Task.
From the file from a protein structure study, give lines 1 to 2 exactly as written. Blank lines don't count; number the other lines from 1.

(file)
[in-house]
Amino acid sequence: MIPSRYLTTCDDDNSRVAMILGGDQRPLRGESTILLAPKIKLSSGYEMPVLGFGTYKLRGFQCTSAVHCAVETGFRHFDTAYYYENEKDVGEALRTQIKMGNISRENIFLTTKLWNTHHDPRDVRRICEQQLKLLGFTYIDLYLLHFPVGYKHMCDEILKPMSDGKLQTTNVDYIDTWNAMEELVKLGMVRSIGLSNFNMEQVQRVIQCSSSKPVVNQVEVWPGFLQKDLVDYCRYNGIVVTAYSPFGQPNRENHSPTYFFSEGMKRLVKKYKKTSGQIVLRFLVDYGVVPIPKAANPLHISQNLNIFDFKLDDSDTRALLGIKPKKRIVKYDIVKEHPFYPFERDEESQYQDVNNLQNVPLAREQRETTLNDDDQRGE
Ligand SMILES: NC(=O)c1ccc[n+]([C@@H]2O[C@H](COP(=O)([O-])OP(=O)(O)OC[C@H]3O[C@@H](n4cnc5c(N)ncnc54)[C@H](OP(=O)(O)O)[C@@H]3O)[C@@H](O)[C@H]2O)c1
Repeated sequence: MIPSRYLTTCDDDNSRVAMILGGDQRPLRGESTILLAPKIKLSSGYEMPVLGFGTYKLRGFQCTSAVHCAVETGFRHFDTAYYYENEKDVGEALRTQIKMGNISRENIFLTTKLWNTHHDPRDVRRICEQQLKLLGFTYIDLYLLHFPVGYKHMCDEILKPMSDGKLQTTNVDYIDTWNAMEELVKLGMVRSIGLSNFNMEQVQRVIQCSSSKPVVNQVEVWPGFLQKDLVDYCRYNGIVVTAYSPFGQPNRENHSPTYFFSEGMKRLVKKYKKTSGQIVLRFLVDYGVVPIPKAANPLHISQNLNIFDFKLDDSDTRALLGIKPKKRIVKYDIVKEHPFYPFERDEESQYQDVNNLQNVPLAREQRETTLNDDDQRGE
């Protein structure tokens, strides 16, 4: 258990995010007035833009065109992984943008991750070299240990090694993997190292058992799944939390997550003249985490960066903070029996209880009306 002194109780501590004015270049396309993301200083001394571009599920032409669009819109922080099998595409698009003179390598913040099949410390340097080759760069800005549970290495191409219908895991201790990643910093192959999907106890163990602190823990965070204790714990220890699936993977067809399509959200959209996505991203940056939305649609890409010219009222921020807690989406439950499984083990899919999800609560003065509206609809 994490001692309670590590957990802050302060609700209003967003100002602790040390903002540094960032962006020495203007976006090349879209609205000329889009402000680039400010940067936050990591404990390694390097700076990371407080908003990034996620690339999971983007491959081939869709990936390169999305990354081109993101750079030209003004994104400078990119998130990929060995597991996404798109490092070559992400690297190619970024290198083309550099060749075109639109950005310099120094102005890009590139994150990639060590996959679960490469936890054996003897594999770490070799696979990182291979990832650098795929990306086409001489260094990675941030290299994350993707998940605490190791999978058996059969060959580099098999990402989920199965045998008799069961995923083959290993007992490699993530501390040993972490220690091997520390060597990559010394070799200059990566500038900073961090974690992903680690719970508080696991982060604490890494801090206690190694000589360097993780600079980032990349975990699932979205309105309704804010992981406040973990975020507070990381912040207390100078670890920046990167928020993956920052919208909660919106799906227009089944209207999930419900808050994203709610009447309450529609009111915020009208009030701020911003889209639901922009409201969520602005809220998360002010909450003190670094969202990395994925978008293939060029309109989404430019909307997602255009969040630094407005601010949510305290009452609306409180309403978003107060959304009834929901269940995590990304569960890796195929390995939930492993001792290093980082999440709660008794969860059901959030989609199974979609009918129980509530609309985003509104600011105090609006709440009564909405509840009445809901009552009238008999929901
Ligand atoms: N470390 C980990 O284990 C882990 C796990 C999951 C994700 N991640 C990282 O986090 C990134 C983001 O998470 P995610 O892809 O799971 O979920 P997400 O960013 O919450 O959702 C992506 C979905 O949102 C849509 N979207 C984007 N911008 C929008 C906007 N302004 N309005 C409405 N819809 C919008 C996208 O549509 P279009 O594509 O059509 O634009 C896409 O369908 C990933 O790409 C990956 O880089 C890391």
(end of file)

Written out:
[in-house]
Amino acid sequence: MIPSRYLTTCDDDNSRVAMILGGDQRPLRGESTILLAPKIKLSSGYEMPVLGFGTYKLRGFQCTSAVHCAVETGFRHFDTAYYYENEKDVGEALRTQIKMGNISRENIFLTTKLWNTHHDPRDVRRICEQQLKLLGFTYIDLYLLHFPVGYKHMCDEILKPMSDGKLQTTNVDYIDTWNAMEELVKLGMVRSIGLSNFNMEQVQRVIQCSSSKPVVNQVEVWPGFLQKDLVDYCRYNGIVVTAYSPFGQPNRENHSPTYFFSEGMKRLVKKYKKTSGQIVLRFLVDYGVVPIPKAANPLHISQNLNIFDFKLDDSDTRALLGIKPKKRIVKYDIVKEHPFYPFERDEESQYQDVNNLQNVPLAREQRETTLNDDDQRGE